• Karima Muhammad

Is your business website an asset or a liability? I had to learn the difference the hard way.

Is your business website an asset or a liability? Before answering this question, let's discuss the meaning of an "asset" and the meaning of "liability."

An asset is something your business owns that can generate accounts receivable that converts into cash. Most business owners create websites with hopes of making money, but once they build it, they leave it and wonder why they aren't making money from it.

A liability is a debt paid to someone else with no value for possible conversion into cash for the business. Website owners; pay a monthly fee to rent space on the internet. This monthly fee, also called a hosting fee, can range from $15-$30.00 a month for just a basic website, while an e-commerce site with all the features may run about $59-$100 a month. Let's do the math. For a basic business website hosting fee of $30.00/mo for I year, you pay $360.00/yr plus domain ownership of about $24/yr total expense of $384.00/yr. For an e-commerce site at $100.00/mo for a year, you pay $1200.00/yr plus domain $24.00 total $1224.00/year. Your website is not generating enough traffic to convert to sales, transforming it from liability to asset.

The reality is if you build it (the website), they (potential customers/clients) will not come. Your website needs to be nurtured and cared for as you would for a child. You must feed your website with content palatable to your visitors and potential buyers of your goods and services. You cannot create a website a just walk away unattended; as we all know, we cannot leave a small child alone.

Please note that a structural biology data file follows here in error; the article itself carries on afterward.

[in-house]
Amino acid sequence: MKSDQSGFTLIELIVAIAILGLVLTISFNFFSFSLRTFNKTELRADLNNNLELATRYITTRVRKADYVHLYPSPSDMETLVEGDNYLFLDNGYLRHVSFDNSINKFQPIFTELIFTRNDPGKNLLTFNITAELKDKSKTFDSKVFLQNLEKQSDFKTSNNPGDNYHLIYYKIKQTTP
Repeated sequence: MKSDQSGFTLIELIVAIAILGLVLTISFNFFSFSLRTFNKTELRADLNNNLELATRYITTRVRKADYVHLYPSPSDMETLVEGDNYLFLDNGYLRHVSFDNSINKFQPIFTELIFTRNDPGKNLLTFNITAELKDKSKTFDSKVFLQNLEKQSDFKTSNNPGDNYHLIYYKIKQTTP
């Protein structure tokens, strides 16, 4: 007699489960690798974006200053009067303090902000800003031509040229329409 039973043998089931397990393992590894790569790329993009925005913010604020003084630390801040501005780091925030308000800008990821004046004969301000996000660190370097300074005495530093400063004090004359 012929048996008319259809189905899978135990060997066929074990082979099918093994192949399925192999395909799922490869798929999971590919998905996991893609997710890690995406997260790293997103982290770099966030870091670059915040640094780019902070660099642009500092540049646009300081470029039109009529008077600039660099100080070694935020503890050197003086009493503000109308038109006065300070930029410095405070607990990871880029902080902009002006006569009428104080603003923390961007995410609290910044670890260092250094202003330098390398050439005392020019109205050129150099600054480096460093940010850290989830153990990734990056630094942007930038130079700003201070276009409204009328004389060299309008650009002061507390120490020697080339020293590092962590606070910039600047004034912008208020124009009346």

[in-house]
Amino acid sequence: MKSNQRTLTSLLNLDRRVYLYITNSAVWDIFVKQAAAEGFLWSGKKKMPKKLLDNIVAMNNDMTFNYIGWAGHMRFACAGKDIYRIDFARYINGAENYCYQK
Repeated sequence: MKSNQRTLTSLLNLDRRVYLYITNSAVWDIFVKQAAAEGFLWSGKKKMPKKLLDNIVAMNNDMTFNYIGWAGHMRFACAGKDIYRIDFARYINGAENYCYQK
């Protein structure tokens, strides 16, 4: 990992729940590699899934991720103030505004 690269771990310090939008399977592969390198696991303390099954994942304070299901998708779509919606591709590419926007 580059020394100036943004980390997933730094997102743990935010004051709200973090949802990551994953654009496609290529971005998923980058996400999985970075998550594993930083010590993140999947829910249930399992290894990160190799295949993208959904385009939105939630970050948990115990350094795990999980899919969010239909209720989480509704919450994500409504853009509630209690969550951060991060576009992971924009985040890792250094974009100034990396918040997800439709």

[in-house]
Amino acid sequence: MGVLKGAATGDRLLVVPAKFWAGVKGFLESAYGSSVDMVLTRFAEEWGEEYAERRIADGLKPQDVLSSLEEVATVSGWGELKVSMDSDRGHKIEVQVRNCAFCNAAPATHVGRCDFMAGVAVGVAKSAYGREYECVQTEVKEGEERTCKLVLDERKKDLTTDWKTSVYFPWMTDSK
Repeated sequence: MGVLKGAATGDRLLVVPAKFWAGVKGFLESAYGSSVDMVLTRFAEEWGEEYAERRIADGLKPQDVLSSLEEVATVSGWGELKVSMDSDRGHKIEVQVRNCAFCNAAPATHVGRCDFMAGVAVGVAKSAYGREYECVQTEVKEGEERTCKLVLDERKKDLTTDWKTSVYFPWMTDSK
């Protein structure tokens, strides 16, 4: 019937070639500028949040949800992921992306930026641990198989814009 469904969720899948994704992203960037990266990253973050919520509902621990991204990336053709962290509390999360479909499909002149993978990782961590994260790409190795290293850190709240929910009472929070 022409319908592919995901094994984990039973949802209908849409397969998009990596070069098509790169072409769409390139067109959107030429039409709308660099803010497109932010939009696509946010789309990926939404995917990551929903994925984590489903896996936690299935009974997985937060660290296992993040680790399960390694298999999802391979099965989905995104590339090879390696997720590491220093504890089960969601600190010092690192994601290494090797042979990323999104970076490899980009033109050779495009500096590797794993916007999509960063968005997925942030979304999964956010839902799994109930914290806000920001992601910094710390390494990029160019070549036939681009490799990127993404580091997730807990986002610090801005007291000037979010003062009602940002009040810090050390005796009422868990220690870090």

To make your website a valuable asset, you must work on it regularly and measure its growth frequently by evaluating its analytics. You must monitor and measure milestones such as traffic, sales, and people. Know your numbers, as they will guide you through achieving your business goals. Check your website's benchmarks. In other words, check how your website measures up against websites like yours.

I had to learn why I needed to know the difference between an asset and a liability for my website's growth. I quickly realized that it doesn't matter how well designed a website is if it does not attract traffic and provide value to visitors. I learned that relationships matter when running a website, and it drives people to connect in such a way that inspires trust and likability. I knew the secret to business success is mutual trust and likability, achieved by exchanging ideas.

I encourage all the TKMFLLC business members to evaluate their websites and determine if it is an asset or a liability, today; as your success may depend on it.

Thank you for reading my words and thoughts; may you find a benefit in them.

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